My Africa


Part 1

By Jerry S. Kai-Lewis

“Hide nothing from the masses of our people. Tell no lies. Expose lies whenever they are told. Mask no difficulties, mistakes, failures. Claim no easy victories”
Amílcar Cabral (1924 – 1973)

My Africa is west. It is a land of great contrasts, of a stolen and forgotten past, a present of stark realities, of unimaginable beauty, hope in adversity, and a future of possibilities if taken by the horn. This is the land of Songhai, of Timbuktu and Gao of Mali, of Ghana, Nok and Ife. This is where heaven meets earth, where men fought with gods and won, and the gods blessed the soil with jewels. This is the land of Sundiata Kante, Mansa Musa, Askia Mohammad, Sunni Ali, and Abubakari. It is the land of independence and liberty, where the seekers of liberty and wisdom stole the freedom of those they met on the ground. This is home to Nkrumah, Diop, Cabral, Toure (Samory), Senghor, Du Bois and Chinweizu to name but a few. But ask any of the current crop of West Africans about these people, they would ask you a rhetorical question. In my Africa there is no more culture or custom. You don’t even see it on TV, where there is barely any local content. So, what are the kids learning about our past? Ask them about this and they will tell you that they are too busy sorting out the present. My Africa is the lost generation…
Lost generation
No idea where you’re heading
No cares about or knowledge of your past
You were once warriors
Now you are a nation of hard-knock lifers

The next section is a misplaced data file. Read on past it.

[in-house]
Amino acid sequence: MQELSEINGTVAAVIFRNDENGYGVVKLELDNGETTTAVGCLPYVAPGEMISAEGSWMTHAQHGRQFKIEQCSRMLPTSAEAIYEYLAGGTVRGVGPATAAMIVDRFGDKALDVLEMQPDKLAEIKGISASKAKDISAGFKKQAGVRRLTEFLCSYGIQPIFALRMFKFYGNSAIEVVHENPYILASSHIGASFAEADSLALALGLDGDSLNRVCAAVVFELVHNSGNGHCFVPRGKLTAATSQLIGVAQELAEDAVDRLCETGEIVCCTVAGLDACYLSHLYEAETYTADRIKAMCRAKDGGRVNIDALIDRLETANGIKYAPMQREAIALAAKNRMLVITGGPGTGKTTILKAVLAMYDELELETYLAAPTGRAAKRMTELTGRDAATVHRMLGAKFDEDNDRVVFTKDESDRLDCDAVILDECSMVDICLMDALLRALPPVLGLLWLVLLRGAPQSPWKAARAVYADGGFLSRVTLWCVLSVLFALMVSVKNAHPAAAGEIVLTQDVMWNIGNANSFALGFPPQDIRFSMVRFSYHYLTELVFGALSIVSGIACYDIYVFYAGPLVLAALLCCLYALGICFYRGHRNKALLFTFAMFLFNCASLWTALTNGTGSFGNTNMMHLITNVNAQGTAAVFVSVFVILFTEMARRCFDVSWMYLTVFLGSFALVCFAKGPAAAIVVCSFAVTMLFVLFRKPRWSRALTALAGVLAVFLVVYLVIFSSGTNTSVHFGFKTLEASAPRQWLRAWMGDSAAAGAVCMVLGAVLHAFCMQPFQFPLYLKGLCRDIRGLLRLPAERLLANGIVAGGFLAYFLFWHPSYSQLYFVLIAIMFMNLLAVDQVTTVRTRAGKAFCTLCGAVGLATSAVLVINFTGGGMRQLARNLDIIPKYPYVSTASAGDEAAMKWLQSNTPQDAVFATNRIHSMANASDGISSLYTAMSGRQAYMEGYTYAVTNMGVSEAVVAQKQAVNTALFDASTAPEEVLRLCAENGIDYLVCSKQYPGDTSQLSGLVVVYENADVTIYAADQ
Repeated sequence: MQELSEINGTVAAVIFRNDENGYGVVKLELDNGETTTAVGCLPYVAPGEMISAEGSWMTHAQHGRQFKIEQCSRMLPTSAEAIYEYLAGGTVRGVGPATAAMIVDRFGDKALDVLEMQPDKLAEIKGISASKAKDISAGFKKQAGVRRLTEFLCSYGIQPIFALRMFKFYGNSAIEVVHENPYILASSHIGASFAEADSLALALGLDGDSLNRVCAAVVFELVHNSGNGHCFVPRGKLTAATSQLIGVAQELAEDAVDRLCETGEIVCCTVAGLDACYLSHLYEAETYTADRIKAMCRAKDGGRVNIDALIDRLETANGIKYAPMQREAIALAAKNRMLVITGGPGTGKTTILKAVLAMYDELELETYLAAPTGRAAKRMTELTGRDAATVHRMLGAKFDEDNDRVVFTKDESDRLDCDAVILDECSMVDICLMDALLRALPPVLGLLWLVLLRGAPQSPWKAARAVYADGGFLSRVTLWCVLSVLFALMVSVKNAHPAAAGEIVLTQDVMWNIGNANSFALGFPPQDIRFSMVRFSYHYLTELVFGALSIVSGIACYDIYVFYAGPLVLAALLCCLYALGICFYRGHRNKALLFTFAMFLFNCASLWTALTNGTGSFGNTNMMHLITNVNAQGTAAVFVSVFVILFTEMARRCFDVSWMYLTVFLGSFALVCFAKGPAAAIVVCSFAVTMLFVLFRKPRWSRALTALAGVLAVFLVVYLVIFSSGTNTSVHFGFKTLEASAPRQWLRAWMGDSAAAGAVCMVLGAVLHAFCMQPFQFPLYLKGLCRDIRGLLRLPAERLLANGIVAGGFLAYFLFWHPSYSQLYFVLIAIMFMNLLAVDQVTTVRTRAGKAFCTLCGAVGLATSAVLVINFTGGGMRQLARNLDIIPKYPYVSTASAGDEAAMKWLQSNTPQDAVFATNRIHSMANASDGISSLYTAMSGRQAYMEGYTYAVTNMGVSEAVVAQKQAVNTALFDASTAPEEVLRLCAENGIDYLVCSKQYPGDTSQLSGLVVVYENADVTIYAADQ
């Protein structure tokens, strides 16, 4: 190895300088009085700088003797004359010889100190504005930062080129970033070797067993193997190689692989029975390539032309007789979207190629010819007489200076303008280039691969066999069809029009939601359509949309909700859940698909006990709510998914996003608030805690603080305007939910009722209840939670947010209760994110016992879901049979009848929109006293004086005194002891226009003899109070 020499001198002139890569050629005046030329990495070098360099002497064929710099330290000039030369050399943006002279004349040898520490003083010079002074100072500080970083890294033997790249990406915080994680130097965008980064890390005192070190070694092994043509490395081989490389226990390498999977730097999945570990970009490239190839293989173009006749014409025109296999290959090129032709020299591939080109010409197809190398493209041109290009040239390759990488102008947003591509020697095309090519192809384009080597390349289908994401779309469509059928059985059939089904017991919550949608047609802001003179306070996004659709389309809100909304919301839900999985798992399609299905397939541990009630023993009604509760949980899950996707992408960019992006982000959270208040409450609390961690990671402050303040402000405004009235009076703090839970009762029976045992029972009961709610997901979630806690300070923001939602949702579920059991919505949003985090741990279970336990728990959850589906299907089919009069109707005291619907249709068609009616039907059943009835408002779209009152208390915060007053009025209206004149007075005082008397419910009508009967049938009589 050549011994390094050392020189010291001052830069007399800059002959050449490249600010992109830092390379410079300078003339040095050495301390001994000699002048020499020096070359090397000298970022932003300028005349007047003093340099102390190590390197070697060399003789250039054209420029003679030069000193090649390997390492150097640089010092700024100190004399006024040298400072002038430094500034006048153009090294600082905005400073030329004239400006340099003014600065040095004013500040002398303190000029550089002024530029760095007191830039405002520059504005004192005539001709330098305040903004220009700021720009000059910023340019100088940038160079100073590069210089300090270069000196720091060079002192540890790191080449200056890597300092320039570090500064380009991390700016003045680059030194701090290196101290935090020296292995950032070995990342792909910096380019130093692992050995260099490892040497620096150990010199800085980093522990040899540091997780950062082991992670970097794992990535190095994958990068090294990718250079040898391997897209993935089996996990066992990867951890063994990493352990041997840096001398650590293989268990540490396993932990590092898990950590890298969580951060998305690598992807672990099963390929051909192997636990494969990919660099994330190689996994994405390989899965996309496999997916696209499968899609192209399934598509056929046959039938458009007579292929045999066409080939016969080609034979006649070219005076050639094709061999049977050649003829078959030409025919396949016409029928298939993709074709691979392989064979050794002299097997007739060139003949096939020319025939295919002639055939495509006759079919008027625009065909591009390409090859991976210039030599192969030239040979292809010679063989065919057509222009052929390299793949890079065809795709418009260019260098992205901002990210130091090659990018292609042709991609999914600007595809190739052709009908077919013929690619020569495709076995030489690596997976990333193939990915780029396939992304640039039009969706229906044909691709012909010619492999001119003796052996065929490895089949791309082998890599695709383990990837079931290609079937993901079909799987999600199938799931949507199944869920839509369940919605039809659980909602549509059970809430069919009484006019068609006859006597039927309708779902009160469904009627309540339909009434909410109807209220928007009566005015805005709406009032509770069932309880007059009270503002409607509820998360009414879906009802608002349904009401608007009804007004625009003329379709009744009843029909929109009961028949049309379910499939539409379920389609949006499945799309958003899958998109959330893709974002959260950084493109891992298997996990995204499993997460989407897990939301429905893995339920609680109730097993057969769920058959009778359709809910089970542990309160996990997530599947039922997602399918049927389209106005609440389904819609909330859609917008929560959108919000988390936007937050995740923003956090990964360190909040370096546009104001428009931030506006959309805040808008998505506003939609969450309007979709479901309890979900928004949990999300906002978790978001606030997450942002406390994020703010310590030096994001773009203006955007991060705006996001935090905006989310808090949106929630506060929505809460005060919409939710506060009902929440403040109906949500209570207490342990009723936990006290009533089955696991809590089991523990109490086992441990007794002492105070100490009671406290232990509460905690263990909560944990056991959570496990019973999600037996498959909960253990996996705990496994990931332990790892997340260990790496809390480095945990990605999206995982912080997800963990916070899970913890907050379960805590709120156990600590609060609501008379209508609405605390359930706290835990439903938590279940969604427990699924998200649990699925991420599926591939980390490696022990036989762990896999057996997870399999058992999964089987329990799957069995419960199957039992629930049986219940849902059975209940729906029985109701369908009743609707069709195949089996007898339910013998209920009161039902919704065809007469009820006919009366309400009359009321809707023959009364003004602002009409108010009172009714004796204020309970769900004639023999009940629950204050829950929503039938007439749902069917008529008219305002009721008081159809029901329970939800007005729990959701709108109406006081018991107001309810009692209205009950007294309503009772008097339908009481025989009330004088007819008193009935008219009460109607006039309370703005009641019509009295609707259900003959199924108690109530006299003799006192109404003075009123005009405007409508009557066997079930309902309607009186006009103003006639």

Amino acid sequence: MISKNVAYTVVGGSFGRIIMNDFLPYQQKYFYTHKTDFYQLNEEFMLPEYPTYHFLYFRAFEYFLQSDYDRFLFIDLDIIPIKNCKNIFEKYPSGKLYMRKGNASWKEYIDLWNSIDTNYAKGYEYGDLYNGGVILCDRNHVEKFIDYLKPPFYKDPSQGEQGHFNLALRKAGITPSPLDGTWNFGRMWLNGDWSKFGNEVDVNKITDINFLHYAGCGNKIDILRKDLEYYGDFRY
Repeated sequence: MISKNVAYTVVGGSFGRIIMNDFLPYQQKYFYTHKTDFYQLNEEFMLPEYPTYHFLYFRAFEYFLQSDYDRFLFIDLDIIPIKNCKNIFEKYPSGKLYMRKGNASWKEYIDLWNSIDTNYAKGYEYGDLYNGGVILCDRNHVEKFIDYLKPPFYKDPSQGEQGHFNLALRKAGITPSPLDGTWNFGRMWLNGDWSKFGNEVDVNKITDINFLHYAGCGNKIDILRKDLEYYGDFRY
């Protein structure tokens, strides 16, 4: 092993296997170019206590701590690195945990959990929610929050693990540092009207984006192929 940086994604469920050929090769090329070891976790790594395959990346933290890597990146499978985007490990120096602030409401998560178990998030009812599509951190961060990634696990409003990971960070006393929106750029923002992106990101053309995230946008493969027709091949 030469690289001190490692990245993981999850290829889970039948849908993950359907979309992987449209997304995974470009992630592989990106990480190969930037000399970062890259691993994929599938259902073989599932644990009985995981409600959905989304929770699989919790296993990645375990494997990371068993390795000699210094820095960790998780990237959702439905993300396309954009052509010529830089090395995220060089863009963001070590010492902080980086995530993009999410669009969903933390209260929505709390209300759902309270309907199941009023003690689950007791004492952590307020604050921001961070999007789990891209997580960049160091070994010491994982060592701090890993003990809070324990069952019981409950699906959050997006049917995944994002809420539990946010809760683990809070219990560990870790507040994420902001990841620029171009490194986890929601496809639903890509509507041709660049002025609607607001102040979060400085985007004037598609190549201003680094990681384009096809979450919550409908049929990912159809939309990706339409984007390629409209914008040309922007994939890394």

Quick to pull a blade, bottle or knife
Quicker to buy a docket to make a case disappear day or night
How the mighty have fallen
From a height not too far from despair
To a place of shameless delights
My children smile with a bad taste
But lie with a straight face
Too caught up in the struggle to impress
In a state of undress
Used clothes and bad grades
To notice their sad state of affairs
In a twilight zone trying to find
Their way home with a broken homing device
They look for their rights but it’s a dead end
So they copy the wrongs
And find themselves in a spaced-out reality of hunger pangs
They know the football games names and scores
But not the score on what is happening on their doorsteps and backyards
But it’s written on their faces
Through hard times and empty dinner plates
So my daughter is now coming home late
It’s hard for her to think straight hungry
So she finds the nearest guy that promises her a plate or money
Then leave her knocked up or sick
And left to look after the seed
You see
Her education came in a crooked way
Too many schools and teachers
But not enough professionals giving the lessons
In our homes and schools
So the kids can think straight
So they make heroes out of
Dope dealing-scantily dressed-emaciated-doped up-alcoholic fiends
They call celebrities
Trying to live the fictionalized reality of life imitating art
They move in crews like they see on TV
So they IS gangsters now?
Yeah right
Now their future is bright
But the light comes from the flash of a loaded 9mm or a knife
So we holding up traffic in a funeral procession to St. Francis



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